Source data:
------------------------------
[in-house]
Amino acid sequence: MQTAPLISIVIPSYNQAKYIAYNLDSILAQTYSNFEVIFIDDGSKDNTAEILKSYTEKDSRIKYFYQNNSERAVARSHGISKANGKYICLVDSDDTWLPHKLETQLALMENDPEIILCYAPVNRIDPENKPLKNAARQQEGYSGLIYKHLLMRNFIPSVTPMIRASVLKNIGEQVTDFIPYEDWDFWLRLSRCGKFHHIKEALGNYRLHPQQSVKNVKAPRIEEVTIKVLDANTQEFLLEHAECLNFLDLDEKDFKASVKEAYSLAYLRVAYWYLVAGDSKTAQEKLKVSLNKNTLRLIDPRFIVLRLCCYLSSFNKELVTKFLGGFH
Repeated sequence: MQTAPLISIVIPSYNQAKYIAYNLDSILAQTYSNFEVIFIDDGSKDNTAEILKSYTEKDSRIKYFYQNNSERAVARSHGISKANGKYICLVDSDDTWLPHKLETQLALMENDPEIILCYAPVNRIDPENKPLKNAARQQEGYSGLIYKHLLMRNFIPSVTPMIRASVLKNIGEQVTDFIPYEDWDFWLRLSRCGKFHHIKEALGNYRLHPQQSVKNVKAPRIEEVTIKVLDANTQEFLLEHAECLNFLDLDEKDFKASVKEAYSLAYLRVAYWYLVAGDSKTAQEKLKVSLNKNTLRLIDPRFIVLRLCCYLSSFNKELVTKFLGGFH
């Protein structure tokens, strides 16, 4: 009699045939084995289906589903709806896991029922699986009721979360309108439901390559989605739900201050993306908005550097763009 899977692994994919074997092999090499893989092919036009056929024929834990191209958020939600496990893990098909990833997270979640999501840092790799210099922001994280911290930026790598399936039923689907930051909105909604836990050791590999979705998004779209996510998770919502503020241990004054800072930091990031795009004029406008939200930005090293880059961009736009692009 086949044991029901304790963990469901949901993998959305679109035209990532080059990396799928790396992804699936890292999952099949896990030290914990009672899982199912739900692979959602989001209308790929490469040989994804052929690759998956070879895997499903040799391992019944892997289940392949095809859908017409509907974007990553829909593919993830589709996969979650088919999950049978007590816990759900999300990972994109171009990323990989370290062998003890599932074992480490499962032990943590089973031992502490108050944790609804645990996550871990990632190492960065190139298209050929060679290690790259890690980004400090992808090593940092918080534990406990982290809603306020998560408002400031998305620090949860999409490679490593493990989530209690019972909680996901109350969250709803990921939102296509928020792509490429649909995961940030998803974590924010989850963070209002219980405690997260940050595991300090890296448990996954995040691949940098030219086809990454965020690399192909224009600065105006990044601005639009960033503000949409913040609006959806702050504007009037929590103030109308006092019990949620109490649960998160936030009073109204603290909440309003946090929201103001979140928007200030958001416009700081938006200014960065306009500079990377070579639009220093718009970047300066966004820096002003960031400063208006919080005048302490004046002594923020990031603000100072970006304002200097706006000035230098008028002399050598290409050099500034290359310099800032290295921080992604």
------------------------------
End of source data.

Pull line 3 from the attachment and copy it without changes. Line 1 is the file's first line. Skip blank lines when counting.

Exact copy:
Repeated sequence: MQTAPLISIVIPSYNQAKYIAYNLDSILAQTYSNFEVIFIDDGSKDNTAEILKSYTEKDSRIKYFYQNNSERAVARSHGISKANGKYICLVDSDDTWLPHKLETQLALMENDPEIILCYAPVNRIDPENKPLKNAARQQEGYSGLIYKHLLMRNFIPSVTPMIRASVLKNIGEQVTDFIPYEDWDFWLRLSRCGKFHHIKEALGNYRLHPQQSVKNVKAPRIEEVTIKVLDANTQEFLLEHAECLNFLDLDEKDFKASVKEAYSLAYLRVAYWYLVAGDSKTAQEKLKVSLNKNTLRLIDPRFIVLRLCCYLSSFNKELVTKFLGGFH